Another top mistake within logo design is creating logos that are just to complicated. I think we all fall into the trap of complicating their work, but us logo designers fall into this trap very easily. This is probably one of personal top mistakes when designing logos. I love the vintage and rustic logos, but sometimes I get carried away and make them really complicated just to add more aesthetics into the design. I always find myself reminding myself that I have to be functional not just make the whole thing look really nice.
I always ask myself these questions:
- Is it easily readable?
- Can you read it / identify it when it’s scaled really small
- Will you need incredible good vision to understand what it’s conveying?
These questions help me identify where I’m going wrong. Sometimes us designers just have to strip it back, especially us designers that love detail within their topography or ornaments.
Using Too Many Effects And Colours
I don’t really have much to say about this because it’s quite obvious for the get go. When designing a logo, the effects and colours shouldn’t be added to make the design look nicer, it should be because of the functionality of the design. Effects and colours are to have a purpose within logo design, otherwise all you’ve created is something nice to look at.
When designing logos, I always start with paper and pencil, I don’t look at colour unless it’s something vital to the design. Starting with pencil and paper really help me create the composition of the logo design, and evolve from there. If I start playing around with colour, I’ll definitely become distracted and start designing for the aesthetics.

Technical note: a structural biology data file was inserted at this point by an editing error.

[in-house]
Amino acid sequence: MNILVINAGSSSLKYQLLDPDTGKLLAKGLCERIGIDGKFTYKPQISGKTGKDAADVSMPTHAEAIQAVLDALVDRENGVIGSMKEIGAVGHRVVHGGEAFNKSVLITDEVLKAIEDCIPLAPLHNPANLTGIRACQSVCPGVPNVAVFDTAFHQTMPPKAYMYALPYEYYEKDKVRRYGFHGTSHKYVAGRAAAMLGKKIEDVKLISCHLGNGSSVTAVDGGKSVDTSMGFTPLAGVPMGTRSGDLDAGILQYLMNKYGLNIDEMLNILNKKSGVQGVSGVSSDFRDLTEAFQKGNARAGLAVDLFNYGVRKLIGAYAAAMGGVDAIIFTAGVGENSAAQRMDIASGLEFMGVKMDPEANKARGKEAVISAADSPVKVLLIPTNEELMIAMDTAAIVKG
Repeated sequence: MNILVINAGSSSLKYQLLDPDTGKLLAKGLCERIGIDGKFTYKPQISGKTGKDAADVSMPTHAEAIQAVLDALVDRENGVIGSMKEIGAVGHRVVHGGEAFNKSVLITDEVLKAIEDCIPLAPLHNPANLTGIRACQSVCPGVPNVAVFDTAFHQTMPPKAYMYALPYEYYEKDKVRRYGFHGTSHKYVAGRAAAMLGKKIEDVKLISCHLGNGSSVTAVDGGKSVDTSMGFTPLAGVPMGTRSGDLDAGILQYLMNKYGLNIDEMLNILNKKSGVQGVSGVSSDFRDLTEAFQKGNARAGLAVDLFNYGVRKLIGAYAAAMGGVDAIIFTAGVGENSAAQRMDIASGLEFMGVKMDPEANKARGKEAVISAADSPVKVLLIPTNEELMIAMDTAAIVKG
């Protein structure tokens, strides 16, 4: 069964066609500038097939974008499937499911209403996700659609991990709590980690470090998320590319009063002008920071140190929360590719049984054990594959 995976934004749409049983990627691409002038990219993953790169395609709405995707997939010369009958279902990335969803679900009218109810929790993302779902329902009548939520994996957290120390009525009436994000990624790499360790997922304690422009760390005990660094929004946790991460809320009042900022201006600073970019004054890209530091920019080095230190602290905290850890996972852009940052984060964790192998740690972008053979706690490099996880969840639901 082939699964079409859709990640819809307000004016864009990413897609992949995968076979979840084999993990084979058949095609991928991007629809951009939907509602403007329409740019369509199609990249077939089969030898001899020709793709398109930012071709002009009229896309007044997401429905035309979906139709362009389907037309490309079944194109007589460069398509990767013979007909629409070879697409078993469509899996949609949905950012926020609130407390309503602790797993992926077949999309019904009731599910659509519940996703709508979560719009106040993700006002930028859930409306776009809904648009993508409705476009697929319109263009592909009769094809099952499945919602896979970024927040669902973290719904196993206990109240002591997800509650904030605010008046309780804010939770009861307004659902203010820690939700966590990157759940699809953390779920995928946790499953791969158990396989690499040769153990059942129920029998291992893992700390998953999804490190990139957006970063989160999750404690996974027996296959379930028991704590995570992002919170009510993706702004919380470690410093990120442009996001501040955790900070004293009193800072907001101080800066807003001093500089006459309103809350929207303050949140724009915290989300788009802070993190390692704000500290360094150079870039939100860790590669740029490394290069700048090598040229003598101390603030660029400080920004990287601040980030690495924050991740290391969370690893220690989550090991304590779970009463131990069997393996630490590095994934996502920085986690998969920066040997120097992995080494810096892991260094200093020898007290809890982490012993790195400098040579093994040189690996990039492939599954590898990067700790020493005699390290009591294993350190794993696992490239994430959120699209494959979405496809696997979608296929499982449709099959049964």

Colour is normally the last thing I work on within a logo design. The layout and the shape of the logo is more important to figure out first when designing logos, colours are normally the end part of the process before finalising the logo design. This way I know that what I’m creating is functional no matter what colour it’s printed on, or how much it’s being scaled on a billboard.
I don’t think many people reading this blog post would really feel convicted about committing this sin, but it’s something that happens all to often. People distorting fonts… I think it’s so easy to “bash” on new designers that distort fonts, but I want to educate rather than just saying it’s wrong.
When designing logos or anything graphic design based, a lot of new people won’t understand how typography works, I think this is because a lack of awareness. Well, here’s the be all and end all of this: do not whatever you do in your entire life distort fonts.
Whatever effect you’re trying to accomplish, it can be accomplished in a way where you don’t have to distort your fonts! Distorting fonts don’t look nice because of the way the fonts are made, they are made to fit. If you’re having problems with this, go ahead onto my Youtube channel where you can learn more about you can do with your typography within your work without distorting your fonts.
I hope you found this post enlightening! I’ve been wanting to write and make a video about this for a while now to educate some newer and upcoming designers within the community. Also remember that none of these mistakes are to be taken personally, they’re mere observations made by my own personal opinions, and whether you agree with them or not I hope you got something out of them!
Originally published at www.williampatersondesign.com on October 21, 2015.